Attorney Anne Mead is not in Kansas anymore. Recently named partner with the firm of Butler Sevier Hinsley & Reid PLLC, a family law practice, she said, “We have some pretty incredible people working for us, I’m really, really lucky.”
The Kansas native attended Washburn University there and moved to Memphis to attend the University of Memphis Cecil C. Humphries School of Law after she and husband, Jay, considered living in other places such as Georgia, South Carolina and Kansas. Her family had moved to Memphis during her time in college, though, and it just felt right to be near them again.
Though she’s ended up in the legal profession, her undergraduate degree is in English literature. She says she thought at the time that she wanted to work in the media but, “realized pretty quickly that I probably wouldn’t be satisfied either simply writing an article for a newspaper or being on a television broadcast or something like that.”
She began thinking realistically about her career options, about how to continue writing yet pay the bills, when a friend suggested she explore the moot court and mock trial team. “I absolutely loved it, loved every single part of it,” she said. “To this day I love litigation and I love trial. When I’m litigating something, it’s the only time that I ever forget I am something other than a lawyer.”
She took the LSAT, what she calls a “horribly scary experience,” and then took two years to make sure the decision was the right one. During that time, Mead traveled across the country managing different chapters of her sorority to help them improve, and worked for a law firm as a legal assistant.
She graduated from law school in 2004, was awarded an internship with the Department of Justice and clerked in Division 7 for Judge Robert Lanier. After his retirement, she clerked for several different judges in that division.
“It was such a wonderful experience to get to see how each judge handled their cases differently,” she said. “As a lawyer, you will never ever get to see what goes on in chambers and the thought process a judge goes through unless you clerk for a judge.”
Eventually the governor appointed Judge Donna Fields to Division 7 and it was a prescient remark by her that would set Mead on the course she’s been on ever since. Fields suggested family law, but Mead balked saying, “I don’t know if I could do that, to see people divorcing and the impact that would have on children. It would probably be really upsetting and I don’t know if I could live with that on a day-to-day basis. She (Fields) said, ‘Well that’s really why you should do it then.’”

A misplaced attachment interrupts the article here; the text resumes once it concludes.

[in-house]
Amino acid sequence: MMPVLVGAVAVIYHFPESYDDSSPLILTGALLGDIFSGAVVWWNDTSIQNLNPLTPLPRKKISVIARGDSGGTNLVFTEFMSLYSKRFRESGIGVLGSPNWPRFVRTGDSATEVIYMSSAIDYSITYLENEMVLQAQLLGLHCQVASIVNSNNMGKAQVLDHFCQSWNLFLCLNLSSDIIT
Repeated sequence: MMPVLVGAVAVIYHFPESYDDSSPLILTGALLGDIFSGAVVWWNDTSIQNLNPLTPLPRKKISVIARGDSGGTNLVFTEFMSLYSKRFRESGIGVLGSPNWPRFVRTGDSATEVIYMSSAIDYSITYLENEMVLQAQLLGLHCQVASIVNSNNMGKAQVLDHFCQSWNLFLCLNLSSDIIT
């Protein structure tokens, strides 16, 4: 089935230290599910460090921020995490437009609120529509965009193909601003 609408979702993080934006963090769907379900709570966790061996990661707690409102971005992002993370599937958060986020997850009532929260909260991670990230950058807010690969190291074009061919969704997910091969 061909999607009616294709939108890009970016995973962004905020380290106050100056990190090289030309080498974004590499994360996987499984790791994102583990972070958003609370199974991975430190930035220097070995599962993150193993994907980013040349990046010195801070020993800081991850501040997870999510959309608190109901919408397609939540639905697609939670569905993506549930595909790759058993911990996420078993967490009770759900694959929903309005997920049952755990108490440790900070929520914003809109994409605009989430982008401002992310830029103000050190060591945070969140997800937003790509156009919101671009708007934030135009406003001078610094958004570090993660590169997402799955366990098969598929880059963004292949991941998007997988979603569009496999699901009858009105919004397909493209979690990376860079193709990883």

By her estimation, Mead says she sent resumes out to just about everyone in the Memphis Bar Association directory, finally going to work with the firm of Pounders Coleman.
“I couldn’t have asked for better teachers than Ms. Pounders and her partner, Ms. Coleman,” Mead said.
She worked for the firm for five years before going out on her own for the flexibility that it offered. With new daughter, Madeline, she says, “I didn’t want to miss any more of her life.”
Mead shared office space with attorneys Bill Burns and Frank Watson, but working on her own presented challenges in itself, from handling the billing to cultivating her own client base.
“It’s really interesting when you think about where your clients come from and how you portray yourself to just about everyone you deal with,” Mead said, “people at my daughter’s school, friends of friends, my dentist, my eye doctor, because as long as they all know what you do, and they like you, they’ll refer clients to you. That was honestly how I got a lot of my referrals in the beginning.”
In 2011, after a year-and-a-half of this and wanting to spend more time on clients’ cases instead of paperwork, she accepted a position with Butler Sevier. It was the same year she completed training to be a Rule 31 Listed Family Mediator, of which the firm has seven in house.
Though she still searches for the time to write just for herself, Mead doesn’t feel she’s left anything behind and, just as Fields predicted, she loves the work she does despite the heartache.
The reward is “to know that you potentially had a hand in making sure that child is better off despite their circumstances. I am not the architect of the facts, but I can help create a different situation, and a different reality for my clients, going forward.”